What Wall Street Wants Donald Trump to Do to Save the Stock Market

donald trump
President Donald Trump participates in a meeting with the CEOs of major banks to discuss the coronavirus covid-19 response during a meeting in the Cabinet Room at the White House, on March 11, 2020 in Washington, DC. Mark Wilson/Getty

For three years, Donald Trump had boasted about the booming stock market, citing it as validation of his economic leadership. But Wednesday afternoon, when he sat in the White House with the CEOs of America's largest banks, the market was cratering in response to worldwide fears of the coronavirus. The White House's main policy proposal in response to the pandemic—a temporary elimination of the payroll tax for workers and companies—had been received unenthusiastically on Capitol Hill. Trump polled the executives gathered around the table; what did they want to see done? He meant economically, but one of the responses was telling: ''Take care of the health care problem: do more testing, build up the hospitals and we'll get through this," said Brian Moynihan of Bank of America.

In his Oval Office speech Wednesday night—perhaps the most consequential of his presidency—Trump tried to reassure Americans on both the health care and the economic fronts. The stock market's dramatic decline on Thursday—the Dow Jones Industrial average fell by ten per cent, or 2,352 points, its worst day since the 1987 crash— demonstrated that he had failed on both counts. As Democratic Congressional leaders Chuck Schumer and Nancy Pelosi pointed out immediately afterwards, Trump made only one vague reference to ramping up the number of testing kits available nationwide: the most important step the government now needs to take in order to diminish the spread of Covid 19. The president's coronavirus task force had said earlier it was getting 4,000,000 additional testing kits out into the country, not nearly enough in a country of 325,000,000 to get a sense of the problem's magnitude. Wall Street concluded that the Trump administration didn't grasp the magnitude of the problem. Futures markets plunged immediately following the speech, foreshadowing the disastrous day that followed.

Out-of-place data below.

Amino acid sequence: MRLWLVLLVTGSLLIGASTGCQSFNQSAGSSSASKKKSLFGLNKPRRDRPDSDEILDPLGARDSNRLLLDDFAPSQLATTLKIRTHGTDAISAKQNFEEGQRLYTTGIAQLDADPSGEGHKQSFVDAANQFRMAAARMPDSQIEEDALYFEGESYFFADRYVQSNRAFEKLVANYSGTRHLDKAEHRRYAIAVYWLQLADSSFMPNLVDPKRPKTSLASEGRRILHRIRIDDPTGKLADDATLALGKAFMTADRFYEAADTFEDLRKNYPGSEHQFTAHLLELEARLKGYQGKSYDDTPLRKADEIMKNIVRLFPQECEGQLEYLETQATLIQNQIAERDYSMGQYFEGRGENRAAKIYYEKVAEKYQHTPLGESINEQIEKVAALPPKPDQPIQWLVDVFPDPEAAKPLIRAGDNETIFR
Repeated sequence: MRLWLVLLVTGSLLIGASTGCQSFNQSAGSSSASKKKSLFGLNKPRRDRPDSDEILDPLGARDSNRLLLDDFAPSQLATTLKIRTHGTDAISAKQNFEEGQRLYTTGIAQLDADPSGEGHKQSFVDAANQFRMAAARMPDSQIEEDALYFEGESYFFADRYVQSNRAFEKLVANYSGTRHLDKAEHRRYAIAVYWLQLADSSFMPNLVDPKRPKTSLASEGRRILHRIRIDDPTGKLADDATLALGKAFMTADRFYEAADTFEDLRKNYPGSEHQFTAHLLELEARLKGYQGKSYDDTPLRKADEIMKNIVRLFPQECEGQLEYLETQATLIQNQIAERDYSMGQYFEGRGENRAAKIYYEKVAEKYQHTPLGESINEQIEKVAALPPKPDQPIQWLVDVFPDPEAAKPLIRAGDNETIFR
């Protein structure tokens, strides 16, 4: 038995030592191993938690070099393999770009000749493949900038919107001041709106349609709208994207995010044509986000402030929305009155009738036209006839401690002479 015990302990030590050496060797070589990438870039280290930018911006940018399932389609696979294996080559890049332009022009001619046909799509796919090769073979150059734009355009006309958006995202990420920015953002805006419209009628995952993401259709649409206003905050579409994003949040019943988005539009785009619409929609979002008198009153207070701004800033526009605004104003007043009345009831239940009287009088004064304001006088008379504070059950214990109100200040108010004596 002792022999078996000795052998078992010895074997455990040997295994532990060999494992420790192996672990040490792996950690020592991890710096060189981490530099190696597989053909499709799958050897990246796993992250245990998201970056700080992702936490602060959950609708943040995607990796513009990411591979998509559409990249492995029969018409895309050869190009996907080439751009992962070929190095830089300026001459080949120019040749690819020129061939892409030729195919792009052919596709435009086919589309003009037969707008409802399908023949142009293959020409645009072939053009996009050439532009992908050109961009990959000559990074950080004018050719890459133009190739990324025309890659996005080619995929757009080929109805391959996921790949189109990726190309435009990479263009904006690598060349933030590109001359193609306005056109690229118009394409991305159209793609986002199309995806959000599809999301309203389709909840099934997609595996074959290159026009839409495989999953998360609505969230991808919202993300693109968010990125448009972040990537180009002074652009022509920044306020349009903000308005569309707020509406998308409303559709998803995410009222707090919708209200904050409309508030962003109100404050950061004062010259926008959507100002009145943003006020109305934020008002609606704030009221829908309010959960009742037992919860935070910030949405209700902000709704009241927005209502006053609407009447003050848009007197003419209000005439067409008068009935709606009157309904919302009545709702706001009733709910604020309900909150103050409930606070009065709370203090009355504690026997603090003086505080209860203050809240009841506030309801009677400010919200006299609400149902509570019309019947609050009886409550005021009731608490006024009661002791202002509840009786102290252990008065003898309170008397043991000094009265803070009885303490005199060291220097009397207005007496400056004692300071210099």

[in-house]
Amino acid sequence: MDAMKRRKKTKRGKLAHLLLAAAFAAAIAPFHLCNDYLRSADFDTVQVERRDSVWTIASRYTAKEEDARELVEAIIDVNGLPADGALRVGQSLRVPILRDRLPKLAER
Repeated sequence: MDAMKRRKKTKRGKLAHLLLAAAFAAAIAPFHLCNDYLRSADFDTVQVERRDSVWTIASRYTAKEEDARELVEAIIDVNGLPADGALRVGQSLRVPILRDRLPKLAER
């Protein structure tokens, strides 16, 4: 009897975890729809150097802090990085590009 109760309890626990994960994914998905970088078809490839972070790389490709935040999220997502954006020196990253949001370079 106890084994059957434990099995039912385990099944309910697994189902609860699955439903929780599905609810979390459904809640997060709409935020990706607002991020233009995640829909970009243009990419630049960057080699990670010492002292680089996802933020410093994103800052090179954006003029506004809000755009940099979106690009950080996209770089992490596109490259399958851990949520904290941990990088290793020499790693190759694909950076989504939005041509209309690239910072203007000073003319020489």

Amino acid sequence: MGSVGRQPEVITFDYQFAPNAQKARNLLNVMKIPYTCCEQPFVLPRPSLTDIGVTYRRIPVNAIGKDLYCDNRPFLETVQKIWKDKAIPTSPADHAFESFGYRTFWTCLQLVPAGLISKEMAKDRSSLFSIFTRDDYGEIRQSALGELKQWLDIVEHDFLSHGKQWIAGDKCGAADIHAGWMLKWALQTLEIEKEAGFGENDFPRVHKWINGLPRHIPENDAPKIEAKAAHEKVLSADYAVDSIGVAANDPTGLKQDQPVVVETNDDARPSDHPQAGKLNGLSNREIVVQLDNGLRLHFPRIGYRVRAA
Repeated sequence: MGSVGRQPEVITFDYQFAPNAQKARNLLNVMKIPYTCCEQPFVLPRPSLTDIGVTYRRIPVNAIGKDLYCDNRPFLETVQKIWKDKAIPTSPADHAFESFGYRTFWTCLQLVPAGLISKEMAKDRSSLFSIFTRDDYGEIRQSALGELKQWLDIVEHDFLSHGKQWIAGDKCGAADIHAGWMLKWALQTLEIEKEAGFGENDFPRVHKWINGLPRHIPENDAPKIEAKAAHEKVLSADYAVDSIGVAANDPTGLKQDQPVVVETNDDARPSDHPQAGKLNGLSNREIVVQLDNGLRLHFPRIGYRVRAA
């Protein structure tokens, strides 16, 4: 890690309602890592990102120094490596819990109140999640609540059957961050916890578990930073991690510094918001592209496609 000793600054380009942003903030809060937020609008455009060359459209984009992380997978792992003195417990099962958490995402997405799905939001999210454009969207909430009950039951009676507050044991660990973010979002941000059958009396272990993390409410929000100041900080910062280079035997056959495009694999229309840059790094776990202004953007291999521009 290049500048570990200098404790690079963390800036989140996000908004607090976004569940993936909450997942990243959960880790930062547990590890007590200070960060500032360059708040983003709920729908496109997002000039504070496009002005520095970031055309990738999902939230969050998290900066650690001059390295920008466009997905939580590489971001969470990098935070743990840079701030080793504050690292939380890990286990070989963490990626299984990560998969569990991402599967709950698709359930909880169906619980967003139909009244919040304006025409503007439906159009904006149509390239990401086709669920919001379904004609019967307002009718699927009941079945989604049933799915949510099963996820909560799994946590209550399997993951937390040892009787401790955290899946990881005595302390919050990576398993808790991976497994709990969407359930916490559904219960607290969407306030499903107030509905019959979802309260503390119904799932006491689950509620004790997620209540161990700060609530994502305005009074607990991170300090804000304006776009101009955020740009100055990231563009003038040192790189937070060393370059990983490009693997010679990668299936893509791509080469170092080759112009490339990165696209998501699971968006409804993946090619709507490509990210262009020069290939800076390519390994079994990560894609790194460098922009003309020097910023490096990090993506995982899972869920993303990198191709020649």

The street was equally disappointed with the economic component of Trump's speech. He reiterated his desire for the payroll tax holiday until the end of the year; said the administration would push back the traditional April 15 tax deadline; and would add $50 billion to the Small Business Administration's lending capacity. Most Wall Street economists were happy with those ideas—but frustrated that the Trump administration didn't go nearly far enough.

What would help put a floor under plunging markets? Here's what business leaders told Newsweek they want to see.

A sense of urgency. The market's sharp declines are sending a message of no confidence to both the administration and to Congress. Trump's early happy talk about the virus—as recently as February 26th he said the number of cases in the United States was "going very substantially down, not up"— made it clear at the outset that he expected the problem would just go away. His wan speech on Wednesday night inspired no one. Earlier on Wednesday Iowa Senator Chuck Grassley made heads explode all over Wall Street when, in the midst of the market meltdown, he told a gaggle of reporters in the Capitol building: "We continue to assess the economic impact of it, and it doesn't look like it's anything to worry [about] now, but maybe one, two, three weeks from now, we'll have an indication that dramatic action has to happen."

"You wonder what planet these people are on," says bond trader Richard Gianelli.